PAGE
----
Manufacturing is important and vital for the American economy. In this series, we will be looking at the many ways manufacturing still helps our country. In our first installment, we looked into the history of manufacturing. Today we will be looking at manufacturing today.
Economic Importance of the Supply Chain
In the United States, manufacturing represents 15% of the country’s economic output. This includes cars, aerospace, machinery, and telecommunication. From 2017 to 2018, the number of people employed in manufacturing went up 1.7%, to 11.7 million.
The image below shows the nation’s largest employers by sector, and manufacturing continues to rank in the top five.
So, how does manufacturing fit into economics? Manufacturing is key to the supply chain. The supply chain is the process in which companies manufacture raw materials into completed products for retail. This includes every step from production operators who source the raw goods to assembly operators who operate the machine to forklift drivers and quality assurance inspectors. If one step of the chain is experiencing a shortage of materials or labor, the rest of the steps are affected, which affects the national and global economy.
When supply chains are run properly, they can reduce costs, maximize customer value, and increase competitive advantages. Communication and proactive planning help maintain a consistent flow through the process by ensuring the employees have the supplies needed to be productive during their shift.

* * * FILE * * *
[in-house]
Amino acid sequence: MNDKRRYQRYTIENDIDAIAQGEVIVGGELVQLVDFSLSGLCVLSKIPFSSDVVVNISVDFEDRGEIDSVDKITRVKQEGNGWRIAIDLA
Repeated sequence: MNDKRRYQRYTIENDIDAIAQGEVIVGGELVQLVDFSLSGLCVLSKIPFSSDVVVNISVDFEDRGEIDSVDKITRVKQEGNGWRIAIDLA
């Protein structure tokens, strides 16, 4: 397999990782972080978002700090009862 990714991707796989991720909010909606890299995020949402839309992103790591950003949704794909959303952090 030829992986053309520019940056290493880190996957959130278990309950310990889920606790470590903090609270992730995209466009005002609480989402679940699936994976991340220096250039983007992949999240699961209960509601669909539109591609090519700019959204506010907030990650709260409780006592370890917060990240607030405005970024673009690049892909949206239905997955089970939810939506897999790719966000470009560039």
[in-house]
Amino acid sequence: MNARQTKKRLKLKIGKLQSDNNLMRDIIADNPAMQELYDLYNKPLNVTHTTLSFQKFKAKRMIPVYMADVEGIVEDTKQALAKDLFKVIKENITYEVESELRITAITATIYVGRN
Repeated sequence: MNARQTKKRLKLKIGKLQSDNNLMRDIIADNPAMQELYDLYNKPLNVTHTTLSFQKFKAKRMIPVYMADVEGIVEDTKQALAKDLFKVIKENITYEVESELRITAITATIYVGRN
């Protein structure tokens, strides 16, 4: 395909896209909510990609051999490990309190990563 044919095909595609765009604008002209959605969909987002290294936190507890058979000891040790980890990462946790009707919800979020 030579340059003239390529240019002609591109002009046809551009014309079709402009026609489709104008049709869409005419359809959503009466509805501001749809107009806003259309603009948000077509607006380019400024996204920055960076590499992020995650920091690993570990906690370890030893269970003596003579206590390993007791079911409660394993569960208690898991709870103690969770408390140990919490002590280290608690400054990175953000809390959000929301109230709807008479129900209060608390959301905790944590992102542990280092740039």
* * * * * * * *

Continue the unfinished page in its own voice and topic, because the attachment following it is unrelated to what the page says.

Companies that Rely on Manufacturing
Percentage of Workforce that's manufacturing
From 2017 to 2018, the number of people employed in manufacturing went up 1.7%, to 11.7 million.
Manufacturing offers pathways for almost every field. Some individuals begin on a production floor, move to quality assurance, or control, and earn promotions to management or logistics. Engineers and project managers can also excel in this field.
According to , there are six different career pathways within manufacturing. Those different paths are as follows: health, safety, and environmental assurance, logistics and inventory control, maintenance, installation, manufacturing production process development and production, and lastly, there is quality assurance.
There are many ways to climb the ladder of success as a manufacturing worker within any of the six possible manufacturing career paths. While there are some manufacturing jobs that require a bachelor’s degree, there are plenty of entry-level manufacturing jobs that require a high school diploma or at all and can easily lead to upper-level positions with just a little experience and on-the-job training. Many companies offer on-site training to help their workers advance. The level of education and training you need will depend on which company and manufacturing career path you choose.
Sources in this article were found at:
How the Supply Chain Affects the U.S. Economy